But researchers now say they have a found a way to use electrical fields, not viruses, to deliver both gene-editing tools and new genetic material into the cell. By speeding the process, in theory a treatment could be available to patients with almost any type of cancer.
“What takes months or even a year may now take a couple weeks using this new technology,” said Fred Ramsdell, vice president of research at the Parker Institute for Cancer Immunotherapy in San Francisco. “If you are a cancer patient, weeks versus months could make a huge difference.”
“I think it’s going to be a huge breakthrough,” he added.
The Parker Institute already is working with the authors of the new paper, led by Dr. Alexander Marson, scientific director of biomedicine at the Innovative Genomics Institute — a partnership between University of California, San Francisco and the University of California, Berkeley — to make engineered cells to treat a variety of cancers.
In the new study, Dr. Marson and his colleagues engineered T-cells to recognize human melanoma cells. In mice carrying the human cancer cells, the modified T-cells went right to the cancer, attacking it.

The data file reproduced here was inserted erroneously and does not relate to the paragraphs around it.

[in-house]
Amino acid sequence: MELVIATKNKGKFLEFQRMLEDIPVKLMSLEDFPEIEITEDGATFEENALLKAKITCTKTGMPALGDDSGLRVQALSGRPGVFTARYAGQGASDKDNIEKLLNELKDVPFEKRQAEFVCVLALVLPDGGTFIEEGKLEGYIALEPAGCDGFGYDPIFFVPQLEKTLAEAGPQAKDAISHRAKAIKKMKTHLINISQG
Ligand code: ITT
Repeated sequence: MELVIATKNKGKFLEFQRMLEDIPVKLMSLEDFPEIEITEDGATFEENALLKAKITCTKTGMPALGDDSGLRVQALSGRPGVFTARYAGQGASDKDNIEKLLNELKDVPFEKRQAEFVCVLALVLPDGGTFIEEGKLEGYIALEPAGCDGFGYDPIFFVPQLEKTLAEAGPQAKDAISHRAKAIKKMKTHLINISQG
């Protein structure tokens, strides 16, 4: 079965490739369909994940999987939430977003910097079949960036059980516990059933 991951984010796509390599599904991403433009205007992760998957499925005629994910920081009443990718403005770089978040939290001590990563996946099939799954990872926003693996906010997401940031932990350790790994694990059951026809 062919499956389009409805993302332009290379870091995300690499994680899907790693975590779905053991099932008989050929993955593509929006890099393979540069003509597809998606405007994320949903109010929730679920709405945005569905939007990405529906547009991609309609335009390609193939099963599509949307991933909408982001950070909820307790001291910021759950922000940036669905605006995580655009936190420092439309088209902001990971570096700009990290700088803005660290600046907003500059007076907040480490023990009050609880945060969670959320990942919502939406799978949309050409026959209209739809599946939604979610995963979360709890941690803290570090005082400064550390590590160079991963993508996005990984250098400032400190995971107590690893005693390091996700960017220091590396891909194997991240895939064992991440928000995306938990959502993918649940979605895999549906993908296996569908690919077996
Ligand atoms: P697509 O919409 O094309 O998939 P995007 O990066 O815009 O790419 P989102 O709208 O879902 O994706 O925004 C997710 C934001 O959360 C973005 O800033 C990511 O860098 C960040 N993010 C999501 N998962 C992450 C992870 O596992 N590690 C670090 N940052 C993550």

The researchers also corrected — in the lab — the T-cells of three children with a rare mutation that caused autoimmune diseases. The plan now is to return these corrected cells to the children, where they should function normally and suppress the defective immune cells, curing the children.
The technique may also hold great promise for treating H.I.V., Dr. Wherry said.
The H.I.V. virus infects T-cells. If they can be engineered so that the virus cannot enter the T-cells, a person infected with H.I.V. should not progress to AIDS. Those T-cells already infected would die, and the engineered cells would replace them.
Previous research has shown it might be possible to treat H.I.V. in this way. “But now there is a really efficient strategy to do this,” Dr. Wherry said.